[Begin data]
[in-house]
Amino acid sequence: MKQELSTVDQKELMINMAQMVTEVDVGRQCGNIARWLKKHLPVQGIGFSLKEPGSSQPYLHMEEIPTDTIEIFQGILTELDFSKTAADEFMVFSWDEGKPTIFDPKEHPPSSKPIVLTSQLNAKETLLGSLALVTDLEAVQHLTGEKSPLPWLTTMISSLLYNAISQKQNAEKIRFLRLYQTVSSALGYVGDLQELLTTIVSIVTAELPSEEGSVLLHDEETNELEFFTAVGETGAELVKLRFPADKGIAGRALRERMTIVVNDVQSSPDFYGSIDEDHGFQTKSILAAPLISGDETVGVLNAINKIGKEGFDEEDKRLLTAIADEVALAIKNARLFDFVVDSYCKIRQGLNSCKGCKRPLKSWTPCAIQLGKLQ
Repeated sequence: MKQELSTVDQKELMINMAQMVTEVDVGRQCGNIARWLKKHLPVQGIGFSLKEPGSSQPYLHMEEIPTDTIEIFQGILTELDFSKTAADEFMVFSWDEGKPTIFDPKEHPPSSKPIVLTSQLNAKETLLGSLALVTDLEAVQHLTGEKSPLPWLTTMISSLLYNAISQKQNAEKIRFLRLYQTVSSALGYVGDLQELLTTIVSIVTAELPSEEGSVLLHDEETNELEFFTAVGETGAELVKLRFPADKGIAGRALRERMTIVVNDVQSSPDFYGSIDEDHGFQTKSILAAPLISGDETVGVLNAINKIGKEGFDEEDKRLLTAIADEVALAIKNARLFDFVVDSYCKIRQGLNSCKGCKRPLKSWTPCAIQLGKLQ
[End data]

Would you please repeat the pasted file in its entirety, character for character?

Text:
[in-house]
Amino acid sequence: MKQELSTVDQKELMINMAQMVTEVDVGRQCGNIARWLKKHLPVQGIGFSLKEPGSSQPYLHMEEIPTDTIEIFQGILTELDFSKTAADEFMVFSWDEGKPTIFDPKEHPPSSKPIVLTSQLNAKETLLGSLALVTDLEAVQHLTGEKSPLPWLTTMISSLLYNAISQKQNAEKIRFLRLYQTVSSALGYVGDLQELLTTIVSIVTAELPSEEGSVLLHDEETNELEFFTAVGETGAELVKLRFPADKGIAGRALRERMTIVVNDVQSSPDFYGSIDEDHGFQTKSILAAPLISGDETVGVLNAINKIGKEGFDEEDKRLLTAIADEVALAIKNARLFDFVVDSYCKIRQGLNSCKGCKRPLKSWTPCAIQLGKLQ
Repeated sequence: MKQELSTVDQKELMINMAQMVTEVDVGRQCGNIARWLKKHLPVQGIGFSLKEPGSSQPYLHMEEIPTDTIEIFQGILTELDFSKTAADEFMVFSWDEGKPTIFDPKEHPPSSKPIVLTSQLNAKETLLGSLALVTDLEAVQHLTGEKSPLPWLTTMISSLLYNAISQKQNAEKIRFLRLYQTVSSALGYVGDLQELLTTIVSIVTAELPSEEGSVLLHDEETNELEFFTAVGETGAELVKLRFPADKGIAGRALRERMTIVVNDVQSSPDFYGSIDEDHGFQTKSILAAPLISGDETVGVLNAINKIGKEGFDEEDKRLLTAIADEVALAIKNARLFDFVVDSYCKIRQGLNSCKGCKRPLKSWTPCAIQLGKLQ